Most international flights invite travelers with small children to board ahead of the masses, which begs a question: Why would I want to subject myself to an extra minute of whining and restlessness in cramped quarters?
We were the last to board our flight to Hong Kong, after allowing the kids to exorcize their sugar high by running wild at JFK. We survived the 16 hour flight. Our strategy of taking the 1:20 AM paid off as the kids slept for 13 hours. In fact, we were all so well rested that we've had trouble sleeping since arriving in Hong Kong.
My preliminary research on jet lag and toddlers assured me that kids adjust faster than adults. Mine must be special. They've been languishing in marathon naps during the day and then waking up bright eyed at 2 AM. We're staying at my brother-in-law's 350-square-foot apartment, which works because we are on similar schedules: When he stumbles in at 4 a.m. we're up singing Wheels on the Bus and raiding the fridge together. Any success at sleeping involves the adults passing out and the kids jumping off the walls until they collapse in some uncomfortable corner of the apartment as if frozen mid-mischief.
We've been getting our cultural fill in the playgrounds around the Soho neighborhood. Hong Kongers are so crammed for space, that there is a playground tucked away in some corner of nearly every block to offer families some pasture. The playgrounds include exercise equipment, so as the kids play, we get a work out and watch local seniors do Tai Chi. My cultural awakening came when I noticed that toddlers here are much better mannered and softer spoken than my two ruffians.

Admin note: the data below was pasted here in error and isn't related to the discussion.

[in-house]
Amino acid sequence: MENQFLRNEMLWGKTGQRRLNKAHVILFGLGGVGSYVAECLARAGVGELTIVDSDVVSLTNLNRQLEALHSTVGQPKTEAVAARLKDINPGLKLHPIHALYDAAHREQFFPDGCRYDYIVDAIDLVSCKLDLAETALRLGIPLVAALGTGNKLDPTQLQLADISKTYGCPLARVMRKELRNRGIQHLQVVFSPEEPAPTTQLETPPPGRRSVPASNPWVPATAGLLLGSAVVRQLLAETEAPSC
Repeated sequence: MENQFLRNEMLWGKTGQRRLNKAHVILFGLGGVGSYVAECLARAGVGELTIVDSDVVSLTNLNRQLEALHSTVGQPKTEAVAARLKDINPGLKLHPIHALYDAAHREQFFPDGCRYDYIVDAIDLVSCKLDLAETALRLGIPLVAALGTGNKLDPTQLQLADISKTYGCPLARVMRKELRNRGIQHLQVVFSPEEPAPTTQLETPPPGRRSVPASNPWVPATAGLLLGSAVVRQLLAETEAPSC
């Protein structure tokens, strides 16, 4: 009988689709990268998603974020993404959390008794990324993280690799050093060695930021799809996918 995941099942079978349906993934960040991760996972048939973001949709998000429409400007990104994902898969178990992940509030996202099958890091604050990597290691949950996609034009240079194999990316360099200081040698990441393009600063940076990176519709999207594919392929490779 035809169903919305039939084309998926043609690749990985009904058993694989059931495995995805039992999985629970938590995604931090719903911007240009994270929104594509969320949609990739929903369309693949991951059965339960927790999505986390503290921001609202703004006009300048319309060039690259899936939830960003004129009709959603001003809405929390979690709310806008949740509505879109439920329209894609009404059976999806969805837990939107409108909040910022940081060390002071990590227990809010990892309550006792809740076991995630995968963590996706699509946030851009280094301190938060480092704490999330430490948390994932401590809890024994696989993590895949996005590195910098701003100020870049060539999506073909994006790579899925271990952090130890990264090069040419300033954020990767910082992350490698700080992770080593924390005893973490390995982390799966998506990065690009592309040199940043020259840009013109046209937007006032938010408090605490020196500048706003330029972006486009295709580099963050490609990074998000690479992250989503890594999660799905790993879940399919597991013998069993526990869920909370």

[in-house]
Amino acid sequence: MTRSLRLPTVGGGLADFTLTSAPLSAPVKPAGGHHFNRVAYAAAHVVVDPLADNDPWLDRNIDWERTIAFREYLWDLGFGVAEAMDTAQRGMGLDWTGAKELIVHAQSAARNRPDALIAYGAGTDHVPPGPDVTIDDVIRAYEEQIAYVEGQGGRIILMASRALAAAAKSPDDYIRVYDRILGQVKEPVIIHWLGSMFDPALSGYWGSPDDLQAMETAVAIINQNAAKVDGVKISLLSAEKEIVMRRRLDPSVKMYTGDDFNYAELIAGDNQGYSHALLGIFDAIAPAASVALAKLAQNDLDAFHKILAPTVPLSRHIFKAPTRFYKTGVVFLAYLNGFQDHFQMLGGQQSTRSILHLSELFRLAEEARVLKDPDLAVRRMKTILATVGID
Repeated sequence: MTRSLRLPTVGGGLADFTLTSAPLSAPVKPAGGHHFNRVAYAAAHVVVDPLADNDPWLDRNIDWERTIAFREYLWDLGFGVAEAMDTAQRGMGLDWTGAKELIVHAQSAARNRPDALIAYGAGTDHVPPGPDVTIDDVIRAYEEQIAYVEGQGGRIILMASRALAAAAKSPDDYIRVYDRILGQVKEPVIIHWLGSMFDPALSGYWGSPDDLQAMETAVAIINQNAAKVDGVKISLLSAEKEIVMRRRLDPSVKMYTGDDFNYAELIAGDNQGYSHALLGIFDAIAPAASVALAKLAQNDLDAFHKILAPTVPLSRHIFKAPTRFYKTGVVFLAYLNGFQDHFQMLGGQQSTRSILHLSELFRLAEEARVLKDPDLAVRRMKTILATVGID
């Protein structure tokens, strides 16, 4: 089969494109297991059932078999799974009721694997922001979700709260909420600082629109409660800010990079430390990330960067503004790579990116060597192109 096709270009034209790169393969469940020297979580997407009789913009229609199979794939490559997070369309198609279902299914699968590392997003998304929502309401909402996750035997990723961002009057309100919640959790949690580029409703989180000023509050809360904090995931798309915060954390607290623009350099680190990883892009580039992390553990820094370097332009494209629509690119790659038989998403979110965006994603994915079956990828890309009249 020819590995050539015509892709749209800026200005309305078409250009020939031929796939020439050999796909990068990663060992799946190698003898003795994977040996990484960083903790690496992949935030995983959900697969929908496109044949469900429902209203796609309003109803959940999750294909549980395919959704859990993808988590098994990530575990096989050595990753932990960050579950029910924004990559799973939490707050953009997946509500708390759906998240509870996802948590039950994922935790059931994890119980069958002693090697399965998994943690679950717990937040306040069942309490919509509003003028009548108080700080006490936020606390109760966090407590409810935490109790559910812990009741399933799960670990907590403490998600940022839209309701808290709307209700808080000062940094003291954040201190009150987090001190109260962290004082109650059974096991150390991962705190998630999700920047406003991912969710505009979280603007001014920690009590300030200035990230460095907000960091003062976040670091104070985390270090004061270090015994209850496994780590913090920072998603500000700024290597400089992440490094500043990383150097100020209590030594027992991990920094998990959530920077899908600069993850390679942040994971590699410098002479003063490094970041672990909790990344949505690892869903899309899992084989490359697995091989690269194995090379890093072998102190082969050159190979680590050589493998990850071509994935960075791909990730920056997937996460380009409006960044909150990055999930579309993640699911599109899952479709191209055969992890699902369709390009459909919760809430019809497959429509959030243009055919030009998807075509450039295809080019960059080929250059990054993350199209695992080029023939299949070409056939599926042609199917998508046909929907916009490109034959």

We also ventured out to South Bay Beach, the "California part of Hong Kong" according to the expatriates here. It's an area seldom seen by tourists unless viewed from Ocean Park. A Mediterranean lunch at South Bay Beach Club was a welcome respite from the city. We lounged at the elevated restaurant, looking down at the water and watching small yachts take groups out for the day. I made the mistake of assuming that a city beach couldn't be suitable for swimming. The kids jumped straight in with the only set of clothes (and diaper) we had. And Kayan decided that this was the exact moment that he was going to remind me that we've failed at potty training. Our desperation was noticed by some fellow diners, who gave us an extra diaper. Already making friends thanks to the kids.
The pace of life, even in the bustling corners of Hong Kong, has been blissfully slow. Plus, with all the hills, stairs and escalators, we are forced to abandon the stroller and walk s-l-o-w-l-y.
At home, shorter tempers and limited attention spans are par for the course. But even on vacations, we usually try to fit so much in that we aren't really relaxed. The mental mindset of knowing that this is life for the next 300-plus days has definitely altered our interactions with each other. I don't rush Kayan down the stairs, I take time to dress up Ava's dolls, and we're all already speaking to each other in slower and softer voices. Maybe that's just to prepare for our next stop, Chiang Mai, Thailand.